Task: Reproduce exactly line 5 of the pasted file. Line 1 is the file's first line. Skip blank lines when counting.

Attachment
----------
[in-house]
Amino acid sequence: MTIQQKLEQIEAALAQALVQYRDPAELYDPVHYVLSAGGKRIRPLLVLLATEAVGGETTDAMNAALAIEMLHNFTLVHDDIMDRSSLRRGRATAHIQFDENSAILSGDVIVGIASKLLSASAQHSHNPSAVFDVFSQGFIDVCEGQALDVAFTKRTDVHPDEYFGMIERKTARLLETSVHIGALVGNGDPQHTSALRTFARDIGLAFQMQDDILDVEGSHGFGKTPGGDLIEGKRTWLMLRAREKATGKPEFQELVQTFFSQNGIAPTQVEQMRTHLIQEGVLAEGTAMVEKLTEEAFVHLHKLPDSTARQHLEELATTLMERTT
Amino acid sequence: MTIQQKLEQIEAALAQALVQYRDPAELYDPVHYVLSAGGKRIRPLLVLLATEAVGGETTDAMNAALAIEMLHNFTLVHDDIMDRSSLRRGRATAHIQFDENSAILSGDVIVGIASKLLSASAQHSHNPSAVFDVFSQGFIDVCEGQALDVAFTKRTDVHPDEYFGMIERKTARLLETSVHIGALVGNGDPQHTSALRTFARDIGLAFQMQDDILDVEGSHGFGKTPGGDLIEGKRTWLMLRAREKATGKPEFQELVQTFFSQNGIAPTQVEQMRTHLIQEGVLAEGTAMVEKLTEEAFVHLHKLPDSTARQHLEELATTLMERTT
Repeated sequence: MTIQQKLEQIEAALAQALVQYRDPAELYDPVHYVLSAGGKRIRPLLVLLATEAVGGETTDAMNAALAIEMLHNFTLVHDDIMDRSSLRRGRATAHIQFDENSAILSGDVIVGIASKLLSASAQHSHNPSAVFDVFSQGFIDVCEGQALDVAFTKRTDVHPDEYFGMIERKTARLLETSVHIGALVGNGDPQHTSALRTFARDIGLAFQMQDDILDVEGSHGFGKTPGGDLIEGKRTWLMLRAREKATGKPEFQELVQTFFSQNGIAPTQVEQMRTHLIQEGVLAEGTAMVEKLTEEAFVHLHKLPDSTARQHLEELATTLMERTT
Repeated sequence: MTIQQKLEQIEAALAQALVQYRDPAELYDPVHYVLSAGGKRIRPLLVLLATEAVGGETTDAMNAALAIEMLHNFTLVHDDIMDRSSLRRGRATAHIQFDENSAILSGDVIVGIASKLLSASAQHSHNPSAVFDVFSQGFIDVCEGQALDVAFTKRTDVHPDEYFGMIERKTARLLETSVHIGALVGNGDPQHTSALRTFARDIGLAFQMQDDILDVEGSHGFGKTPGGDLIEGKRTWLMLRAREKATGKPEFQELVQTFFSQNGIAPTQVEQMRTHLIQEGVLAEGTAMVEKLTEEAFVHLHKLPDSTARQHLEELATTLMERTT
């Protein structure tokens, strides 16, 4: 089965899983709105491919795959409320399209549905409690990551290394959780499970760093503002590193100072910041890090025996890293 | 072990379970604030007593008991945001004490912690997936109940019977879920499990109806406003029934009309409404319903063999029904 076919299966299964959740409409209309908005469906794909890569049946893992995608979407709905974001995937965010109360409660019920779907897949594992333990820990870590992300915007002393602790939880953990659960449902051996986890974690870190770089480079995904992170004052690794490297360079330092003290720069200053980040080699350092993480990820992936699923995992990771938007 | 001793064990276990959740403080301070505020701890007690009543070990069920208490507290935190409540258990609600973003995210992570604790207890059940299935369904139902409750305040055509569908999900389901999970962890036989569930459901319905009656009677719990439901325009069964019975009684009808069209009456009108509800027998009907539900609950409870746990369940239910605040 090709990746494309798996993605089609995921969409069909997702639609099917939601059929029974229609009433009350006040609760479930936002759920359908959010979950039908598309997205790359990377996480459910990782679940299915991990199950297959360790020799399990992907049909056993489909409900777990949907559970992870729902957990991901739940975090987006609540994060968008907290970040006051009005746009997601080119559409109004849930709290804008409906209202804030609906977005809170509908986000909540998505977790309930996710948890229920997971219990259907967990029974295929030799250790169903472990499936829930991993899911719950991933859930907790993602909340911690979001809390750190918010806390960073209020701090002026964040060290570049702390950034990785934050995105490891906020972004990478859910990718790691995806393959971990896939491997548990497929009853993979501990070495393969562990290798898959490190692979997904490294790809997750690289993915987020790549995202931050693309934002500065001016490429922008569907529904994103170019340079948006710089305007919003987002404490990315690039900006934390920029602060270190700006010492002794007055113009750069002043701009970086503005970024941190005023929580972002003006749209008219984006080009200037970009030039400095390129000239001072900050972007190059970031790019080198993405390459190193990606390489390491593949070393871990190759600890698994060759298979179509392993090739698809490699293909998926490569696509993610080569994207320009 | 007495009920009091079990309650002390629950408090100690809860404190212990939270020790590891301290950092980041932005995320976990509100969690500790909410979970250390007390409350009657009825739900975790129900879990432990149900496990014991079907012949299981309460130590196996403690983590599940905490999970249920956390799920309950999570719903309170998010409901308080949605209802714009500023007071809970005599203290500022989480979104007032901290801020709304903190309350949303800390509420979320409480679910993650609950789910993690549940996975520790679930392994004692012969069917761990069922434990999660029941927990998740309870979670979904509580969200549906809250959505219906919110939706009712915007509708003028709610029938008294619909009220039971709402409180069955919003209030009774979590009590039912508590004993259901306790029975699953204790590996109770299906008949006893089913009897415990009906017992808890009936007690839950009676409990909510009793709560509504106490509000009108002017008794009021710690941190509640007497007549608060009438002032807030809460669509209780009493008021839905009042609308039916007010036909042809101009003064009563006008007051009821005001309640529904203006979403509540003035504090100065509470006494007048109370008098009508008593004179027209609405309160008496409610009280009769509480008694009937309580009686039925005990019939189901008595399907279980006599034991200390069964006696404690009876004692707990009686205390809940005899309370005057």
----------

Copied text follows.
Repeated sequence: MTIQQKLEQIEAALAQALVQYRDPAELYDPVHYVLSAGGKRIRPLLVLLATEAVGGETTDAMNAALAIEMLHNFTLVHDDIMDRSSLRRGRATAHIQFDENSAILSGDVIVGIASKLLSASAQHSHNPSAVFDVFSQGFIDVCEGQALDVAFTKRTDVHPDEYFGMIERKTARLLETSVHIGALVGNGDPQHTSALRTFARDIGLAFQMQDDILDVEGSHGFGKTPGGDLIEGKRTWLMLRAREKATGKPEFQELVQTFFSQNGIAPTQVEQMRTHLIQEGVLAEGTAMVEKLTEEAFVHLHKLPDSTARQHLEELATTLMERTT